Our editors' picks for the best in hospitality, retail & more
We scoured the popular hospitality website for some of the most interesting offerings in Columbus. Here's what we found.
George Bellows Slept Here
Find inspiration in this studio apartment located in an Olde Towne East home where the famous Columbus-born artist once lived. Cool feature: The current owners are artists, too. $100 per night. airbnb.com/rooms/591101
Rainbow-colored Tiny House
Give “urban camping” a try in this colorful, no-frills Clintonville backyard bungalow near the Olentangy bike path. Cool feature: made from upcycled materials. $40 per night. airbnb.com/rooms/5859019
Rock out in this 1,200-square-foot University District space designed for touring bands. Cool feature: comes equipped with a full backline audio system. $120 per night. airbnb.com/rooms/12288107
Ray Ray's House
Experience country living in this Granville farmhouse owned by barbecue master James Anderson of Ray Ray's Hog Pit fame. Cool feature: includes a breakfast of bacon, homemade biscuits and orange marmalade. $140 per night. airbnb.com/rooms/17918326
A Night at the Circus
Stay in the carriage house of the famous “Circus House”—the ornate Frank Packard-designed home built by Peter Sells, one of the four brothers who created the Columbus-based Sells Brothers Circus in the late 19th century. Cool feature: The third floor of the main house will soon be available on Airbnb, too, says Wes Wolfe, the owner of the home along Goodale Park. airbnb.com/rooms/17432073
Among the world's scary things that go bump in the night, Kelly Collins has contributed more than most. The Lewis Center resident, co-owner of the Northland-area Scareatorium and founder of the Midwest Haunters Convention, was awarded the top honor by the Haunted Attraction Association at the Transworld Halloween & Attractions show in St. Louis in March.
Store for Frisbee Fanatics
Just as traditional golfers require bags full of clubs, disc-throwing duffers also need the right mix of tools to maximize their skills. In Central Ohio, Disc Golf Mart—with locations in Upper Arlington and Pickerington—serves as the pro shop for this new breed of athlete. Each store has more than 2,000 flying discs on display, plus accessories such as bags and pull carts.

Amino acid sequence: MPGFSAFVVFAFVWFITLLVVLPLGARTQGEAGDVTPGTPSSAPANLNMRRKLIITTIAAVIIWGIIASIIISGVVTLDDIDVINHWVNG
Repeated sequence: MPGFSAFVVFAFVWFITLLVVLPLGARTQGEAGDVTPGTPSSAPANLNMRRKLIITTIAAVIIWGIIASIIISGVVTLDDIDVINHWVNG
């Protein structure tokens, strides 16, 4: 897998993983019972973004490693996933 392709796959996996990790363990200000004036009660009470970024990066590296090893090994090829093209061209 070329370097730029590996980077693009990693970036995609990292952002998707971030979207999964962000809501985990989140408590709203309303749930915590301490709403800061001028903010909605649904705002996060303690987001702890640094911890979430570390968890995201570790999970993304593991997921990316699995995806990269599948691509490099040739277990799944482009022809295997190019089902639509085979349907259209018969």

The high-end retail scene continues to flourish right in our own backyard as prominent brands find a home at Easton Town Center. Newcomers to the coveted shopping destination include Spanish clothing and accessory retailer Zara, Mac Cosmetics and Lilly Pulitzer, all slated to open stores this summer and fall. Outdoor outfitter Filson and lifestyle brand Shinola will also add to the mix, each giving shoppers a fresh experience at Easton.
Innovation is all in the family for OSU grad Heather Shuster and her sister Holly, who sought a more durable, earth-friendly solution to the poorly made, over-priced flip-flops on the market. Turning to natural rubber, the pair launched Olli, partnering with audited plantations and a fair-trade manufacturing facility in Sri Lanka to produce a line of high-quality men's and women's flip-flops. This alternative green method is surely a step in the right direction for casual footwear.
Place to Buy a Buffalo
Short North window-shoppers may have briefly noticed a rare find at Grandview Mercantile: a full-size, stuffed buffalo watching over High Street. The piece was purchased by regular customers who were redoing their cabin, says a store manager—for a smooth $2,400. If you missed it, the antique treasure trove currently offers a taxidermic musk ox (pictured) as well as heads of a ram, elk, caribou and bear—as of press time at least. Hurry in, though; the business will soon move near Grandview to make way for redevelopment by the Pizzuti Cos.
Tucked into the Shops on Capitol Square—the tiny shopping center attached to the Sheraton hotel between the Statehouse and Columbus Commons—is artisan boutique State and Third. Here you'll find décor, jewelry, housewares, clothing and more from local and national artists. Owner (and shop artist) Becky Brisker grew up in Columbus, worked at City Center mall and attended the Columbus College of Art and Design, so when she decided to open her own shop, settling on a location wasn't difficult. The 80-odd artists whose work is featured in the shop are largely local. “I probably get between 10 and 20 deliveries a week of new product,” Brisker says.
Store We're Going to Miss (Boutique Edition)